AIDS related Infections

Thrush and herpes:

Thrush – or candidiasis – is a fungal infection usually affecting the mouth, throat, or vagina. The herpes simplex virus can cause oral herpes (cold sores) or genital herpes. Both infections are common, but their incidence is increased among people with HIV and can occur even among people with fairly high CD4+ cell counts.

Symptoms: Thrush causes white lumps, dry mouth and difficulty swallowing. Herpes causes painful blisters on the affected area.

Tuberculosis (TB):

TB is the leading cause of Aids deaths worldwide, with many countries facing parallel epidemics of HIV and TB. It is caused by bacteria which many people carry, but which only causes disease in some people. TB carriers with HIV are 30 times more likely to develop the disease than those without. TB attacks the lungs first, but can spread to the lymph nodes and brain.

Symptoms: Bad cough, chest pain, coughing up blood, fatigue, weight loss, fever, night sweats.

Cancer of immune system:

People with HIV are at increased risk of developing cancers of the immune system known as Non-Hodgkin’s Lymphomas (NHL). NHL can affect any part of the body, including the spinal cord and brain, and can be fatal within a year. It can occur at any CD4+ cell count. NHL is usually treated with chemotherapy.

Symptoms: Swollen lymph nodes, fever, night sweats and weight loss.

Malignant lesions:

Kaposi’s sarcoma (KS) is cancer-like disease common among men with HIV. It causes red or purple lesions which usually appear on the skin. It can also affect the mouth, lymph nodes, gastrointestinal tract, and lungs – which can be fatal. It generally strikes patients with CD4+ cell counts below 250, but is more likely to be serious in those with lower counts.

Symptoms: Lesions, shortness of breath if it occurs in the lungs, bleeding if it occurs in gastrointestinal tract.

Pneumocystis pneumonia (PCP):

PCP is an opportunistic infection which causes pneumonia. It usually targets the lungs but can also affect the lymph nodes, spleen, liver or bone marrow. Historically it has been a major killer of HIV patients, but can now be prevented and treated with drugs. It occurs mostly in people with CD4+ cell counts below 200.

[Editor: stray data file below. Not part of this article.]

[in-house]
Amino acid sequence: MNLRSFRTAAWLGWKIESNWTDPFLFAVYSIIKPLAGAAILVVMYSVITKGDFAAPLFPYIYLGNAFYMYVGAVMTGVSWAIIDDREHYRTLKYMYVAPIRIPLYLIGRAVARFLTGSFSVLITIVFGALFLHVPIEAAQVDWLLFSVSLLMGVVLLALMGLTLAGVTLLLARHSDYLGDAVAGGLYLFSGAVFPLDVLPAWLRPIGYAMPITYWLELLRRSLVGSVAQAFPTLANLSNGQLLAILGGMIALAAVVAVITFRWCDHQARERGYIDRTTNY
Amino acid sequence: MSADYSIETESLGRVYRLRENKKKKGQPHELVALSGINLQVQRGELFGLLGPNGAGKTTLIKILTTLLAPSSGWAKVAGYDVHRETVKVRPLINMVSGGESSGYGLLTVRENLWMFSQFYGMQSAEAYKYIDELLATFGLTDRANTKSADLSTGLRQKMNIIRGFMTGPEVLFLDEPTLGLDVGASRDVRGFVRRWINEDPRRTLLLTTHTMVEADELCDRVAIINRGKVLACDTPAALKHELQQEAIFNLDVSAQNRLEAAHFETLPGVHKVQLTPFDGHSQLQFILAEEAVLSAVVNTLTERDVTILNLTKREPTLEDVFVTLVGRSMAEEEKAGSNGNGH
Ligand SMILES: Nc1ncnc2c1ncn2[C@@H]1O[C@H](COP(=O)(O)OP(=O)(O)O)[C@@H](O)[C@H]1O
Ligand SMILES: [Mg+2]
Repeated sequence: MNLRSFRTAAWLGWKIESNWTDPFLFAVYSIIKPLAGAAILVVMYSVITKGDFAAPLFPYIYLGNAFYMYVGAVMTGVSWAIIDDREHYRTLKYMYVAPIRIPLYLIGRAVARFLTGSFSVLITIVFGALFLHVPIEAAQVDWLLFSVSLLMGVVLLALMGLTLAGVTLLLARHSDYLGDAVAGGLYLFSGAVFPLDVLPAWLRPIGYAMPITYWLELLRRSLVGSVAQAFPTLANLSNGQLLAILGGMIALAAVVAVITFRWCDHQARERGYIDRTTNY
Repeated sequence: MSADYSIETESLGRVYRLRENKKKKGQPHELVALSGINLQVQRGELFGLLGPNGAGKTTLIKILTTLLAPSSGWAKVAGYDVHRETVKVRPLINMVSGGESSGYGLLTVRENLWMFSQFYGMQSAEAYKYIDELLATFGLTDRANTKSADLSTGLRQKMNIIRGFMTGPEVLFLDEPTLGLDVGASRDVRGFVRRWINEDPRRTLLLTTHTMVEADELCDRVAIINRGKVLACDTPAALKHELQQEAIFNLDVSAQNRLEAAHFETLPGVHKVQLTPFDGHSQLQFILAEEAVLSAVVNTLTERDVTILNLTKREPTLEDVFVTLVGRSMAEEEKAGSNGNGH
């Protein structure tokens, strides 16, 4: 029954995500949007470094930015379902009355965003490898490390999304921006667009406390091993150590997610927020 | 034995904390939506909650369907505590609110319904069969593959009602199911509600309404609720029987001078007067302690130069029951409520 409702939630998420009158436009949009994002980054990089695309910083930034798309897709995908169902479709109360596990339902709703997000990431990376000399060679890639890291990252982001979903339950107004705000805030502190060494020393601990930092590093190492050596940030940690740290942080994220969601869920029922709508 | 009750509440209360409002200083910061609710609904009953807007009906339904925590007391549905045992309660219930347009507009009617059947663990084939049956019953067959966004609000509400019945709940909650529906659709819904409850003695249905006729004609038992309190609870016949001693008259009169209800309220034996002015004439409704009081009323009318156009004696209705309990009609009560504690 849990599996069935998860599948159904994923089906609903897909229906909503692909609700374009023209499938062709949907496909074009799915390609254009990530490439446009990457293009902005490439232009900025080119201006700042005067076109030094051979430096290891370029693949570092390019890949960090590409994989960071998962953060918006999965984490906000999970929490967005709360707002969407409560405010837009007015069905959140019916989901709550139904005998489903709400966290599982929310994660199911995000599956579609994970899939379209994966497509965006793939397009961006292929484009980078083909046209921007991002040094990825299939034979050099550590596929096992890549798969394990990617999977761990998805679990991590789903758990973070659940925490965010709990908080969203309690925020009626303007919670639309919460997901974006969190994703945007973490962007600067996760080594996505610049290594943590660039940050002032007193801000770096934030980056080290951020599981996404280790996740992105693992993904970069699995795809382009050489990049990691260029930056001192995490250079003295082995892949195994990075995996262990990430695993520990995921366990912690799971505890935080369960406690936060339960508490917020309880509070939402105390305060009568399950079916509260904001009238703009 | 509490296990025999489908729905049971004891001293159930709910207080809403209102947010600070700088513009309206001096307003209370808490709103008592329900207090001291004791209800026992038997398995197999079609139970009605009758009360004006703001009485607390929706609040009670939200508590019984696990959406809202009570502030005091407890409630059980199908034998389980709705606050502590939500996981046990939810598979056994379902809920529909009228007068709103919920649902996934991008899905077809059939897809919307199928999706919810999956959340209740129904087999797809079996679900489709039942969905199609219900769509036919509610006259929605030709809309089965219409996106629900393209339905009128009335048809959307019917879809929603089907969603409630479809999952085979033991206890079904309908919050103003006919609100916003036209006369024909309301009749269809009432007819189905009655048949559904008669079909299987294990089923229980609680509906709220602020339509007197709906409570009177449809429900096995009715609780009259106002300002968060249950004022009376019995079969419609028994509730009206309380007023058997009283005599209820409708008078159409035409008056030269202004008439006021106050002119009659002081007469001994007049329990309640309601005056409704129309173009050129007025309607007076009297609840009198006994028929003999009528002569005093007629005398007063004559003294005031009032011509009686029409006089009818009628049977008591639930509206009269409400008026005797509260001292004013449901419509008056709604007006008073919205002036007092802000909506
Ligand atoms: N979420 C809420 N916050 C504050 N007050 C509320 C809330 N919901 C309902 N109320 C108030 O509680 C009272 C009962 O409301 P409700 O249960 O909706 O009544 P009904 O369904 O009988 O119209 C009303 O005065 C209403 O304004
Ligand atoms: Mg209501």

Symptoms: Fever, dry cough, chest tightness, and difficulty breathing.

Brain infections:

HIV patients are also vulnerable to two infections commonly affecting the brain. Toxoplasmosis, caused by a parasite found in animals, can cause lesions on the brain. Cryptococcus – a fungus found in soil – most commonly causes meningitis, an infection of the lining of the spinal cord and brain which can cause coma and death. These infections are most common in people whose CD4+ counts are below 100.

Symptoms: Headaches, fever, vision problems, nausea and vomiting (both), weakness on one side of the body, difficulty speaking and walking (toxoplasmosis), stiff neck (meningitis).

Mycobacterium avium complex (MAC or MAI): An infection caused by bacteria found in water, dust, soil and bird droppings. These attack the lining of the gut and can eventually spread into the blood and around the body.The infection is most likely to occur in those with CD4+ cell counts below 75. Symptoms: Stomach cramps, nausea and vomiting, followed by fevers, night sweats, loss of appetite, weight loss, tiredness, diarrhea.

Cytomegalovirus (CMV):

CMV is a viral infection related to the herpes virus. In HIV patients it most commonly causes retinitis – the death of cells on the retina at the back of the eye. This can quickly lead to blindness if untreated. CMV can be controlled by drugs. The virus can also affect other parts of the body. It rarely strikes people with CD4+ counts over 100, and is most likely in those with counts of less than 50.

Symptoms (retinitis): Vision problems such as moving black spots, blurred vision and blind spots.
For further information on HIV/AIDS visit the information resources page of the Terrence Higgins Trust website at: